Transit and planning experts rally against Ford's plans
It's deja vu, to be sure — but will Mayor Ford's plans be undone once again? Roughly 120 urban planning and transit experts — many of whom criticized the Fords' redevelopment vision for the Port Lands last September — have released an open letter that urges Toronto city councillors to put a stop to a plan that would see the Eglinton Crosstown LRT buried in its entirety. Noting that the current policy would "inflict punitive social costs on large numbers of our citizens who will receive no relief from unacceptably poor transit service and unremitting congestion," the authors outline a three-step plan to get Toronto transit planning back on track.
Along with a call to reinvigorate long term planning, the letter's signees, which include former chief planner Paul Bedford and mayor David Crombie, encourage council to support previous plans for at-grade (surface) alignment of the eastern section of the Eglinton Crosstown and to divert funds to other capital projects, including "high-order transit" on Finch Avenue West and Sheppard Avenue East. In other words, the authors support a course of action that's somewhat similar to the compromise plan put forward by TTC Chair Karen Stintz, with the major exception being that they conceive of heavy-rail on Sheppard as "unjustified."
The timing of the letter seemed somewhat strange when it was first released at 11:00 a.m. on so-called Superbowl Sunday, the same day that CUPE and the City of Toronto announced that they had reached a tentative agreement in labour negotiations. When Stintz tweeted that she'd be asking for a special meeting of city council early Monday morning to "respond to Metrolinx's letter regarding its transit projects," however, it started to make a whole lot more sense. Perhaps it's just a bit of good luck, but this letter has been released just before council will effectively have to choose between the former Transit City plan or Rob Ford's desire to spend $8.4 million on a completely underground version of the Eglinton Crosstown.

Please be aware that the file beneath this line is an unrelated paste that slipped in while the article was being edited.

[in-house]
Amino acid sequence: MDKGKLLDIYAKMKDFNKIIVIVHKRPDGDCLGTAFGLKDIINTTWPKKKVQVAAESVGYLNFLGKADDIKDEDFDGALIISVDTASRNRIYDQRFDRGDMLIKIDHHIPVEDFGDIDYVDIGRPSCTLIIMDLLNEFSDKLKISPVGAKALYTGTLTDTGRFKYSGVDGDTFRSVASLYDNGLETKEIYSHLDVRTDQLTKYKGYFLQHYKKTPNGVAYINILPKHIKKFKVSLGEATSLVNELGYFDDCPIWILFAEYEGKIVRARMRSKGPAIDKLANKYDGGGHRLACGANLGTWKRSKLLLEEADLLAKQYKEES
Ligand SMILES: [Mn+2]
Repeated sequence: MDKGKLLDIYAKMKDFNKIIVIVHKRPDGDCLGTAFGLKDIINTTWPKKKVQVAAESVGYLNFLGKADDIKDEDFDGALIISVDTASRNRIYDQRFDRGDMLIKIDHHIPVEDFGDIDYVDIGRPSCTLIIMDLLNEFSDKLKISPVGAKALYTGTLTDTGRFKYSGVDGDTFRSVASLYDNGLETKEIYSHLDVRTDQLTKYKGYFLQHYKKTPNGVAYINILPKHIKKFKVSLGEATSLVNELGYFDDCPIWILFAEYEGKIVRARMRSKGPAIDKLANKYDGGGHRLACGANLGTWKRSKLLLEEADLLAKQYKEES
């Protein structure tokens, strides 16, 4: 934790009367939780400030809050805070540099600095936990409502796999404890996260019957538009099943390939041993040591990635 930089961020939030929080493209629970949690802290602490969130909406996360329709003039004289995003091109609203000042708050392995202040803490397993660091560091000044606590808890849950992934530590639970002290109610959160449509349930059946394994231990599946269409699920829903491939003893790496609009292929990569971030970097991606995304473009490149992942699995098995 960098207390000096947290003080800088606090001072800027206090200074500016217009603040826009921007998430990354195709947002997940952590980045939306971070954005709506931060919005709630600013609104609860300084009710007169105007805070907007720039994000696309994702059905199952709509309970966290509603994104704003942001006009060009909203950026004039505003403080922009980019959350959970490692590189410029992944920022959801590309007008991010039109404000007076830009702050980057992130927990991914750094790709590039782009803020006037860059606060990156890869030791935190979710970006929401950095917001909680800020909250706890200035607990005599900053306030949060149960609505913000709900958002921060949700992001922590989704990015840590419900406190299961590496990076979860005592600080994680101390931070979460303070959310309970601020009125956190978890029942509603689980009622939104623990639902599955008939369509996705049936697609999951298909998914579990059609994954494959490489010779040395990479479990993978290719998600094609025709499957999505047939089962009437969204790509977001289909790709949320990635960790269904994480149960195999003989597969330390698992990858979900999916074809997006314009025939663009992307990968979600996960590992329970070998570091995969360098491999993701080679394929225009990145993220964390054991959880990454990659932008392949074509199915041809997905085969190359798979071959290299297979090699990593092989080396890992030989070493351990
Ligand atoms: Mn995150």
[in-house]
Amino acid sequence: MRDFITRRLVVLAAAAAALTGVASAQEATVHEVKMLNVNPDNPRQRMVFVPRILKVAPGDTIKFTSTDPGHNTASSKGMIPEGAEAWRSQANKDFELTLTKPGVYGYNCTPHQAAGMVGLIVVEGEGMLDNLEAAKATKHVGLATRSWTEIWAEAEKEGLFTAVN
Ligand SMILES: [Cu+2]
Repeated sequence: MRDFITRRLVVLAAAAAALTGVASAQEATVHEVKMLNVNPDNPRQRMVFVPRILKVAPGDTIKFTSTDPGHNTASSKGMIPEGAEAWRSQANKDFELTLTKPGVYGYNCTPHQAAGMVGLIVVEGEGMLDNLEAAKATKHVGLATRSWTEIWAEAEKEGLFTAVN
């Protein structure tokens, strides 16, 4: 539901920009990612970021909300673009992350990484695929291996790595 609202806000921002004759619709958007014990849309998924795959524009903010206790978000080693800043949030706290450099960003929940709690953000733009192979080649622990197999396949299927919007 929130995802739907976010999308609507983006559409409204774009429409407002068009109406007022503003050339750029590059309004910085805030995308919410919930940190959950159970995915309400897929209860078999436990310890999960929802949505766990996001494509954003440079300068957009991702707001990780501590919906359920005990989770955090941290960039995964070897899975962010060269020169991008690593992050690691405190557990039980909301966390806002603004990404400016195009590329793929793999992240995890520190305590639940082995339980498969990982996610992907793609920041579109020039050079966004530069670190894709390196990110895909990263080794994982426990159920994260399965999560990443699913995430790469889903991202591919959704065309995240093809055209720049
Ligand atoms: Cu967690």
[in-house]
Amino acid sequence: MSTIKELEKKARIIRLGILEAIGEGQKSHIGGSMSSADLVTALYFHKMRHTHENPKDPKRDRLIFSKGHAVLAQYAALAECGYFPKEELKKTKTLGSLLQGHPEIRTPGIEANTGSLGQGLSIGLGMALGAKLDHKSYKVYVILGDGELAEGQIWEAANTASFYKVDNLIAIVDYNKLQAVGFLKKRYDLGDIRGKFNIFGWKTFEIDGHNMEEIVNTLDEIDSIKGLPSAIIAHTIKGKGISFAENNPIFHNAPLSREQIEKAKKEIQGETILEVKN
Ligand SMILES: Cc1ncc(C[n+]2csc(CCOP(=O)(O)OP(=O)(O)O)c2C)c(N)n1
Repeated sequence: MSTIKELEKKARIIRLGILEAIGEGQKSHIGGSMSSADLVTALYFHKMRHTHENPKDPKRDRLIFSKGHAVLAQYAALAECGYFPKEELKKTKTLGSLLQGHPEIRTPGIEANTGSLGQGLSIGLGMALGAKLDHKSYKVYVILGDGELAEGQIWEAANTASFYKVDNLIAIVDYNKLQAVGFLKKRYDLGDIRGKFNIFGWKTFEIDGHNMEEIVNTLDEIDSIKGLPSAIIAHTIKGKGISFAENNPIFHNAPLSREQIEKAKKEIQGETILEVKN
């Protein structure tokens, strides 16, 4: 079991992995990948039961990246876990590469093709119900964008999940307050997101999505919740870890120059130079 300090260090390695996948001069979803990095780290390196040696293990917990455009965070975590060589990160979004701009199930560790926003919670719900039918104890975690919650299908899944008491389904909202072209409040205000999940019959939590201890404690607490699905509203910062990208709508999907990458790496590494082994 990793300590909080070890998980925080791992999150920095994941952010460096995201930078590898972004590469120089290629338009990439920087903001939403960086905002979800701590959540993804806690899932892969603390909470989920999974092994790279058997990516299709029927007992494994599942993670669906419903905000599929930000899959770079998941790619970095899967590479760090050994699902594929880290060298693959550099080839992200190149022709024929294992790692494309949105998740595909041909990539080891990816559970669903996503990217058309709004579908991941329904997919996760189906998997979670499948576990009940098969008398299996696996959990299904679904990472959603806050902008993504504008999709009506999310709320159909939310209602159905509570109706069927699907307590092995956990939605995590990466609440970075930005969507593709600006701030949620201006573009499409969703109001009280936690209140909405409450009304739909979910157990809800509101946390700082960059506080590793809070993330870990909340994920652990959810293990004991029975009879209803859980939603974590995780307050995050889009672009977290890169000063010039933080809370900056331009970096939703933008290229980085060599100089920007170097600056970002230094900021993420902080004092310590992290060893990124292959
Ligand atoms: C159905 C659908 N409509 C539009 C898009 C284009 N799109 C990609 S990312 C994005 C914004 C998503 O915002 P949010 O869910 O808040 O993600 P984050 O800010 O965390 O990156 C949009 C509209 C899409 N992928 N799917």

"Planning for desperately needed public transit expansion within the City of Toronto... is currently in astate of disarray and the Mayor's current plans will not provide cost-effective solutions to the City's pressing transportation needs," the letter reads. Perhaps the collective clout of the signees will sway council when it convenes to determine the immediate future of transit planning in Toronto. That's clearly the idea.
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